Keep minimum flow as is: Fish and Game

A minimum flow for the Waitaki River does not need to be changed, according to the Central South Island Fish and Game Council's calculations of the amount of water available in the river.

Hydrologist Frank Scarf yesterday presented the council's case for no change to an Environment Canterbury (ECan) panel considering a plan change to the Waitaki catchment water allocation regional plan prepared in 2005, which became operative the following year.

The aim of the proposed change is to ensure irrigators, including those in major schemes such as Lower Waitaki and Morven-Glenavy-Ikawai, do not lose the reliability of the water supply they had before the plan was prepared.

The fear is those irrigators will be subject to the original plan's minimum flow of 150cumecs, instead of the zero to 130cumecs they enjoyed before water is cut off which will affect their investment in their schemes and which the infrastructure is designed for.

The plan change proposes lowering the minimum flow to between 102cumecs and 144cumecs, depending on the month, for those who had water consents before the plan was implemented in 2006.

It also proposes allocating 11cumecs to Ngai Tahu for mahinga kai enhancement, among other changes.

However, while there has been agreement among some parties on the plan change, the Fish and Game council believes the proposed minimum flows are not needed to protect those early consent holders or, if some change needs to be made, not as drastic.

If the panel was considering changes, the council's proposal was for minimum flows of 125cumecs from October to March (the main irrigation season), 140 in April and September and 150 (the present minimum flow) from May to August.

''We do not believe there is a need to change the minimum flow [from 150cumecs], but if you think there is a need then we are asking you to consider this middle-of-the-road proposal,'' he said.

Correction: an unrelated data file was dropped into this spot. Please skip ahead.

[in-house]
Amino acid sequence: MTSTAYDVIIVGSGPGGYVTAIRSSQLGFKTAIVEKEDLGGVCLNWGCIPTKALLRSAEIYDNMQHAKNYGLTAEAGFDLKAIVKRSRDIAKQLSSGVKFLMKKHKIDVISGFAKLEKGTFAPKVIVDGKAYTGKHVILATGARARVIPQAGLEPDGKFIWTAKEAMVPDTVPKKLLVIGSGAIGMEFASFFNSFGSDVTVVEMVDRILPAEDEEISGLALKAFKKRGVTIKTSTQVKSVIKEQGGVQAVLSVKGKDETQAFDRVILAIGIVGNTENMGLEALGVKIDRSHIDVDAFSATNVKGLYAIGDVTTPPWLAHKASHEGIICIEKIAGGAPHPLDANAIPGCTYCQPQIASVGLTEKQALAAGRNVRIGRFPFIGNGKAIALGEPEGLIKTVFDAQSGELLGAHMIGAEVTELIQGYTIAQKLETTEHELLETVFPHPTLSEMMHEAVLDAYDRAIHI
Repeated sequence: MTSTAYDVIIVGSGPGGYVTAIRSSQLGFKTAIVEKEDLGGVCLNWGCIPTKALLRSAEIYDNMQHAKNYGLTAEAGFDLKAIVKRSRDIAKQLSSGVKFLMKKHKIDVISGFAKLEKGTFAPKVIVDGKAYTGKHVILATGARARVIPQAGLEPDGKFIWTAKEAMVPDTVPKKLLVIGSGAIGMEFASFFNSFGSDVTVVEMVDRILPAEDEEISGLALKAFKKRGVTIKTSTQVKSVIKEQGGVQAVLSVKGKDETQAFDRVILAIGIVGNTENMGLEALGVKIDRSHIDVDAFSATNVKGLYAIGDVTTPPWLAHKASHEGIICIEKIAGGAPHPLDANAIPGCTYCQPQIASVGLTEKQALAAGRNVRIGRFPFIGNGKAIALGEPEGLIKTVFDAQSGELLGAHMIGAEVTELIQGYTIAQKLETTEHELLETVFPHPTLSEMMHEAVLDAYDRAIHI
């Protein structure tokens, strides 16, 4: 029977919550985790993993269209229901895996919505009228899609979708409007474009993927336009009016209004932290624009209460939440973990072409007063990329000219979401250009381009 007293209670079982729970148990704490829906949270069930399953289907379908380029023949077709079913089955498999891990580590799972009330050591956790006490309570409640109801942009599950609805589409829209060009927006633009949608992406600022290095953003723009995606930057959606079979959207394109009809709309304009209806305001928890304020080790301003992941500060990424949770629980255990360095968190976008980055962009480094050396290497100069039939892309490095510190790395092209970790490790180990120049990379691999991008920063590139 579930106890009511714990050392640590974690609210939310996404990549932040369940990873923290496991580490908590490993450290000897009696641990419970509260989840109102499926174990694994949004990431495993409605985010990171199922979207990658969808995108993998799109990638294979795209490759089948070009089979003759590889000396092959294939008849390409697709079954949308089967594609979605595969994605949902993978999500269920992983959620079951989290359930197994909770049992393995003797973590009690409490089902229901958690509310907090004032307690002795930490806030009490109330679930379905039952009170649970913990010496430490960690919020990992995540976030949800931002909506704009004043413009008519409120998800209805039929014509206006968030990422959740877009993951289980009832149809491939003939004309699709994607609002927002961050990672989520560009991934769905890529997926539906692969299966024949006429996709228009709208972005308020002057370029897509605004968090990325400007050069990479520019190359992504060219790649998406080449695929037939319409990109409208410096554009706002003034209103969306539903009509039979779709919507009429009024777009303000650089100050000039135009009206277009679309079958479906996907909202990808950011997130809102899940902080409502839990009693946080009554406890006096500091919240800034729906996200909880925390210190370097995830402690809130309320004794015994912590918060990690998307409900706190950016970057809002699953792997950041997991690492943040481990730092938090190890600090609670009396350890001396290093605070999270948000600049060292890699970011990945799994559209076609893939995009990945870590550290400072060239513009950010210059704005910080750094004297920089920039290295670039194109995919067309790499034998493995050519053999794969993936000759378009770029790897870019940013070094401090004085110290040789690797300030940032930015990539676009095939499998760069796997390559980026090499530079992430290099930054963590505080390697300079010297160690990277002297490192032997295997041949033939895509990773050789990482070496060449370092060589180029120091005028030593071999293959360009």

Mr Scarf outlined figures which supported his contention those irrigators' reliability would not suffer as much as was projected in figures supporting the plan change.

In fact, he said that his calculations indicated water in consents to irrigate 67,000ha in the lower Waitaki Valley was being used inefficiently, and exceeded the volume allocated in the plan.

Mr Scarf said 2.2 times more water was being used.

If more efficient use was made of the water, then that would free up extra to help cover any loss of reliability for early consent holders.

However, after a question from the panel, Mr Scarf did acknowledge his figures included water that was taken for irrigation but diverted back to the river because it was not needed. Those diversions were not monitored so no measurements were available.

Moeraki resident Wilson MacTavish said the 2005 plan gave certainty to everyone and expected every sector to live within its allocation.

''A tension will always exist between the stakeholders' access to water and the needs of the river, and keeping that balance is the point of the plan.

''What was the point of the whole [2005] process if the regulatory function of the plan can be put to one side and all sectors can have another go at increasing their allocations?''

Mrs MacTavish requested the panel to ask, before it even looked at the proposed changes, whether the plan actually needed to change.

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